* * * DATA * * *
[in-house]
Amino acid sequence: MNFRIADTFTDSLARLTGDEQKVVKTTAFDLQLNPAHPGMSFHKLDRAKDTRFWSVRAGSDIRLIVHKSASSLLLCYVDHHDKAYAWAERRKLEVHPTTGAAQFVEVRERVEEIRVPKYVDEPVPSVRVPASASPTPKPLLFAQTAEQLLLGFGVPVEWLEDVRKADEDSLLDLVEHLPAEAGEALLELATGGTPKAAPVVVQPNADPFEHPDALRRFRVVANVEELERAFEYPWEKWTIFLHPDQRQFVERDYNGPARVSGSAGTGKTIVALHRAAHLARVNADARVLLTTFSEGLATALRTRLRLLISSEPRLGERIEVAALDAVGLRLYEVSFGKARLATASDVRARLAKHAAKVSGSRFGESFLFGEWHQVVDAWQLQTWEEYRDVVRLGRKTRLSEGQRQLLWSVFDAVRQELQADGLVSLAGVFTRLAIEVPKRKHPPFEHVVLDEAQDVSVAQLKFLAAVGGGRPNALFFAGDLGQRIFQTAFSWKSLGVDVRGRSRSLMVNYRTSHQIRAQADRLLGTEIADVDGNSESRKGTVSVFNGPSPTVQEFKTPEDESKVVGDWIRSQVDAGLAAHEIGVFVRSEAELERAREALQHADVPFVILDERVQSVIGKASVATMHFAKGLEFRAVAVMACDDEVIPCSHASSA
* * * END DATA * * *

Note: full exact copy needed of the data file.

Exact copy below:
[in-house]
Amino acid sequence: MNFRIADTFTDSLARLTGDEQKVVKTTAFDLQLNPAHPGMSFHKLDRAKDTRFWSVRAGSDIRLIVHKSASSLLLCYVDHHDKAYAWAERRKLEVHPTTGAAQFVEVRERVEEIRVPKYVDEPVPSVRVPASASPTPKPLLFAQTAEQLLLGFGVPVEWLEDVRKADEDSLLDLVEHLPAEAGEALLELATGGTPKAAPVVVQPNADPFEHPDALRRFRVVANVEELERAFEYPWEKWTIFLHPDQRQFVERDYNGPARVSGSAGTGKTIVALHRAAHLARVNADARVLLTTFSEGLATALRTRLRLLISSEPRLGERIEVAALDAVGLRLYEVSFGKARLATASDVRARLAKHAAKVSGSRFGESFLFGEWHQVVDAWQLQTWEEYRDVVRLGRKTRLSEGQRQLLWSVFDAVRQELQADGLVSLAGVFTRLAIEVPKRKHPPFEHVVLDEAQDVSVAQLKFLAAVGGGRPNALFFAGDLGQRIFQTAFSWKSLGVDVRGRSRSLMVNYRTSHQIRAQADRLLGTEIADVDGNSESRKGTVSVFNGPSPTVQEFKTPEDESKVVGDWIRSQVDAGLAAHEIGVFVRSEAELERAREALQHADVPFVILDERVQSVIGKASVATMHFAKGLEFRAVAVMACDDEVIPCSHASSA